But still, if one could, theoretically rush up to five mana, make a Dowsing Shaman, then slap down a Standstill or a Hesitation, one might actually succeed in annoying one’s opponent a great deal! Shame the manabase is clearly terrible. And there are those that turn into men! They’re not men! They’re supposed to be lands!
I can’t imagine what kind of madman made this.
Oh, right, myself.
Earth Is Full: Go Home
You know, it’s an awful shame this game doesn’t exist. It’s got everything, you know — even an evil megalomaniac hell-bent on ruling the world! This “Ruels Manager” you invented is quite the interesting chap, but the idea of using Wombats is simply fanciful. Far too hard to herd — you’re best off taking something well-spirited or easily-trained, such as rabid wolverines, or perhaps a pygmy allosaurus.
However, within this game there’s a certain diabolical charm to these effects. The way you can convert resources from one thing into another… it’s… it’s hypnotic. I’m amazed the intricacy, the depth you’ve put forward in trying to make this “game” seem realistic. It’s a remarkable length to go to in order to claim verisimilitude in your little game… in fact, I actually concocted this while playing with an option for the Key. Of course, I dismissed this — since when could Sargent’s favourite card be Red? That’s just silly. And dealing damage over time? Pshaw.
This cycling engine gathers my attention. One could consider investing in a large, flying win condition or three, though I prefer the Dragon Roost for how they fit the theme of long-term exhaustion. If only the Twisted Abominations weren’t so very efficient! They don’t just beat down and thin your deck, they also mana fix — giving you the right color as well as more. Such a brilliantly made little piece, this.
It’s like watching the pendulum swing, this is, each stroke bringing death inexorably closer without any real hope for rescue. You cycle early, find a Rift, and then simply go to town on your opponent’s face. Something I learned early on is that it’s very, very rarely right to Rift a creature. No, it’s best to go straight for the face, using the long term game plan of “kill the bastards” as your rule of thumb.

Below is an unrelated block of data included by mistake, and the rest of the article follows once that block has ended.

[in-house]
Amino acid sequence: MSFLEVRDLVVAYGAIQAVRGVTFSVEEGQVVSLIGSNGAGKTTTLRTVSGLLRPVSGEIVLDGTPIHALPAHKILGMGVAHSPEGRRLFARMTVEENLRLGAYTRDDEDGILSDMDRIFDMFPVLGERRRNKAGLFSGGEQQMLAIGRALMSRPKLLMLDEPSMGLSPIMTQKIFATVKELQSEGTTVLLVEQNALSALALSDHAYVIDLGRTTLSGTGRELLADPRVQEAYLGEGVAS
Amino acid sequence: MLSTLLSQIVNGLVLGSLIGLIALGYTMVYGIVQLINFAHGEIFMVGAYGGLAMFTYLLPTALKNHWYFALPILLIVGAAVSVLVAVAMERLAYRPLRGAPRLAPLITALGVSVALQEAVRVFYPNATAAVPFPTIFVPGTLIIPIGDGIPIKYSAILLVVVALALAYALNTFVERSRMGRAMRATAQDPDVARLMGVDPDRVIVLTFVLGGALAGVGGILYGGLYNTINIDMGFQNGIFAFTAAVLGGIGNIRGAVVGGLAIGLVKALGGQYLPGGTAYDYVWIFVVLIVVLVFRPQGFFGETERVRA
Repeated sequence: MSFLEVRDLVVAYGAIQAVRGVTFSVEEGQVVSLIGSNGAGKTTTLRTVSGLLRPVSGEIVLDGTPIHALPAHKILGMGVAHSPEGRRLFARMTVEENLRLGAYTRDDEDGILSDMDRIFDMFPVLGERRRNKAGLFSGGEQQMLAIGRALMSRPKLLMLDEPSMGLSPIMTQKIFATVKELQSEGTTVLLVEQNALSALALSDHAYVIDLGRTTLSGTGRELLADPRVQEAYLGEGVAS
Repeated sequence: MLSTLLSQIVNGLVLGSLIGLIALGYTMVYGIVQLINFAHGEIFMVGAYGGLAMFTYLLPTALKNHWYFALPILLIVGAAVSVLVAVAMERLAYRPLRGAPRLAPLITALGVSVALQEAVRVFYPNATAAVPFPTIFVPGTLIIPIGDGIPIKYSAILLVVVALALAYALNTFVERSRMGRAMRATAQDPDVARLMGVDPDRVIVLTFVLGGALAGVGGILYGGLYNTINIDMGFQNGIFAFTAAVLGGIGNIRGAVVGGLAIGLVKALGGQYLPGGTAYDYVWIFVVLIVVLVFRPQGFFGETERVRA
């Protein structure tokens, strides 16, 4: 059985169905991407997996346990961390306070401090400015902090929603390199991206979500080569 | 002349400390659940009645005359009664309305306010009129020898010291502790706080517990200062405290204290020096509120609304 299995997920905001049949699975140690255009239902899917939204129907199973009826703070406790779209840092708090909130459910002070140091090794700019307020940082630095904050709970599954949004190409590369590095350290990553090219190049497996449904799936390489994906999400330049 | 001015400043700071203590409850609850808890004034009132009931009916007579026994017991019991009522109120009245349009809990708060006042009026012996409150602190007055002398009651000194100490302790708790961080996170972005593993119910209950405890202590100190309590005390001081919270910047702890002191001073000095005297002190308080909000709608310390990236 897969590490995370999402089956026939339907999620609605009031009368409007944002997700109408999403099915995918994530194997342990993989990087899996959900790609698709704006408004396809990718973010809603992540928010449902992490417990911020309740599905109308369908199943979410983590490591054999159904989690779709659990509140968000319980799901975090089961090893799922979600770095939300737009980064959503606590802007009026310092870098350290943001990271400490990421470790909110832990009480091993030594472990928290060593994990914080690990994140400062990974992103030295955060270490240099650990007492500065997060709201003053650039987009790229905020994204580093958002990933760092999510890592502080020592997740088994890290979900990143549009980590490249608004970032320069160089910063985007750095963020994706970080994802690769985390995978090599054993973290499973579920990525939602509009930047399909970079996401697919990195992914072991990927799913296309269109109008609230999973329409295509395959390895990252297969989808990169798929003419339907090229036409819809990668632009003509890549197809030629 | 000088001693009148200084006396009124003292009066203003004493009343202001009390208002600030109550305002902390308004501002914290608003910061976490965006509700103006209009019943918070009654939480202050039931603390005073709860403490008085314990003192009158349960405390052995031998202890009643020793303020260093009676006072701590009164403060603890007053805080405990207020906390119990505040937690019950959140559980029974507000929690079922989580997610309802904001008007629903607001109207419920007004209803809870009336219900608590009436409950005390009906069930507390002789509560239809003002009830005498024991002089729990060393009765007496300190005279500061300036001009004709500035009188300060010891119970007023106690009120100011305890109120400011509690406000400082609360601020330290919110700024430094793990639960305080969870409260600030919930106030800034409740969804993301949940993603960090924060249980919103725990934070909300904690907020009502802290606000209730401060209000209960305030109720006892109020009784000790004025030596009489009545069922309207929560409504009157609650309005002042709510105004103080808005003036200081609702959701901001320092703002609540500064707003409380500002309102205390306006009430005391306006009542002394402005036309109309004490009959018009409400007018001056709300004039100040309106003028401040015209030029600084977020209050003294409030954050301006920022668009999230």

If a creature won’t kill you before you kill your opponent, the Rift is directed at the face. Every time. You also pack a rather large suite of good creature control in here — Slice and Dice can be an emergency reset button, with Scrap dealing with any potentially bothersome artifacts.
The final note is that if the Undead Gladiator is on the table, you’re doing it wrong.
Once I’d veered sharply away from Red and the Rath block, the solution became clear — I needed something that was sophisticated, subtle, and ideally, did its best work without any distinct effort from me. This is how to represent Agent Sargent — obviously. It also had to be mana-free, and every instance of its effect would put my “opponent,” as you quaintly call it, one point closer to their eventual but inevitable demise.
Yes — Invigorating Boon.
You can bask in my genius now. Clearly this is Sargent’s favourite card. Let’s not beat around the bush. So this “Deck,” as you call it in this silly parlance?
You have a mere fifteen threats in this deck, but courtesy of the eighteen cyclers, the deck plays like a much smaller deck — it’s almost like the days of yore when you could cheat your deck size, sit on the back of your chair and put cards in your lap! Hahaha, the glory of villainy!
Good thing that such behaviour would never be rewarded now, right?
So here’s the first part in the Encoding Matrix. You merely have to run this through an elegant Fibonacci system to decipher the back-tracking matrix, which will in turn re-encode your systematic parlance. You’re probably already doing it, even accounting for the Ripple-Feedback Reese Roperisms.
So there you have it, Central. You’re all clearly doomed. All I have to do is input the key words — “Invigorating Boon” — and The Machine will rumble into motion! Haahahahah! HAHhAHAHAHAHAHA! HAHAHAHAHAHAHAHAAAAAAAAAHHAHAHA!
But Seriously, Folks
It’s good to step back. I write about “casual gamers,” in the context that I don’t think I’m well-enough informed to write about serious tournament scenes. Those “would-bes,” “can’t-bes,” or worse, “think-they-ares” who aren’t. That said, that’s not to say I don’t kick back and play casual magic at all.
There are still more decks sitting around in my bookshelves that I’ll never get to write about. There’s the signature deck, in which whenever my opponent wins or loses, I ask them to sign a card — if they won, their choice, if I won, mine. There’s the Prism decks, focusing on mono-colored decks engineered to beat opponents across two colors. There’s a thousand different multiplayer decks, some teamed, others not (hint, the boon and rift decks would really like one another).
I hope you all were able to put up with my little conceit as long as I asked, and that you enjoyed. And now, thanking Abe mightily for the permission to take over his little corner of the Intarwebs for this little while, I must bow and step back into the shadows, off to my own terrain.
Just remember — if it’s not fun to play, you’re doing it wrong.
Hugs and Kisses
Talen at dodo dot com dot au